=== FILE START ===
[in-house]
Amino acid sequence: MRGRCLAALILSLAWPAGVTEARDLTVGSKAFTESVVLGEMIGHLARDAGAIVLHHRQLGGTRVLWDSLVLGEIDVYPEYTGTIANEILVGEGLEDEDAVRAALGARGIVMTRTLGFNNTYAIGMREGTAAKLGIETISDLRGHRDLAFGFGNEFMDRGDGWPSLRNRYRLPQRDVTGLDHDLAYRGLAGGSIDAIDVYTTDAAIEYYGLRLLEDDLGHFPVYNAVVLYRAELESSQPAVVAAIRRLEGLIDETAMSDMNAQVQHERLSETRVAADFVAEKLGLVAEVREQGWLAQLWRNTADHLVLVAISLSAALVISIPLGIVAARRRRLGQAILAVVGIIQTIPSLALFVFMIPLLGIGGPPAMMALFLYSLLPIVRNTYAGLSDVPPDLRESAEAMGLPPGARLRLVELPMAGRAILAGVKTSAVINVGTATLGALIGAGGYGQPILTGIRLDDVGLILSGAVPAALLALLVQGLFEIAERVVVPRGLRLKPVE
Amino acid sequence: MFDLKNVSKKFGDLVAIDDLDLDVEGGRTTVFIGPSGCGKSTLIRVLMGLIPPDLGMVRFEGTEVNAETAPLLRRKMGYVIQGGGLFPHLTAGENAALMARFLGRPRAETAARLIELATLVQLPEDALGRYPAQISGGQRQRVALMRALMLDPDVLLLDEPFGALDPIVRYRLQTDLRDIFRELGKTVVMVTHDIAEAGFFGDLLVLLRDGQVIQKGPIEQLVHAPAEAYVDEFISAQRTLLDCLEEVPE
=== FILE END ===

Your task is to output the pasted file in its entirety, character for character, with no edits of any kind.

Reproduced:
[in-house]
Amino acid sequence: MRGRCLAALILSLAWPAGVTEARDLTVGSKAFTESVVLGEMIGHLARDAGAIVLHHRQLGGTRVLWDSLVLGEIDVYPEYTGTIANEILVGEGLEDEDAVRAALGARGIVMTRTLGFNNTYAIGMREGTAAKLGIETISDLRGHRDLAFGFGNEFMDRGDGWPSLRNRYRLPQRDVTGLDHDLAYRGLAGGSIDAIDVYTTDAAIEYYGLRLLEDDLGHFPVYNAVVLYRAELESSQPAVVAAIRRLEGLIDETAMSDMNAQVQHERLSETRVAADFVAEKLGLVAEVREQGWLAQLWRNTADHLVLVAISLSAALVISIPLGIVAARRRRLGQAILAVVGIIQTIPSLALFVFMIPLLGIGGPPAMMALFLYSLLPIVRNTYAGLSDVPPDLRESAEAMGLPPGARLRLVELPMAGRAILAGVKTSAVINVGTATLGALIGAGGYGQPILTGIRLDDVGLILSGAVPAALLALLVQGLFEIAERVVVPRGLRLKPVE
Amino acid sequence: MFDLKNVSKKFGDLVAIDDLDLDVEGGRTTVFIGPSGCGKSTLIRVLMGLIPPDLGMVRFEGTEVNAETAPLLRRKMGYVIQGGGLFPHLTAGENAALMARFLGRPRAETAARLIELATLVQLPEDALGRYPAQISGGQRQRVALMRALMLDPDVLLLDEPFGALDPIVRYRLQTDLRDIFRELGKTVVMVTHDIAEAGFFGDLLVLLRDGQVIQKGPIEQLVHAPAEAYVDEFISAQRTLLDCLEEVPE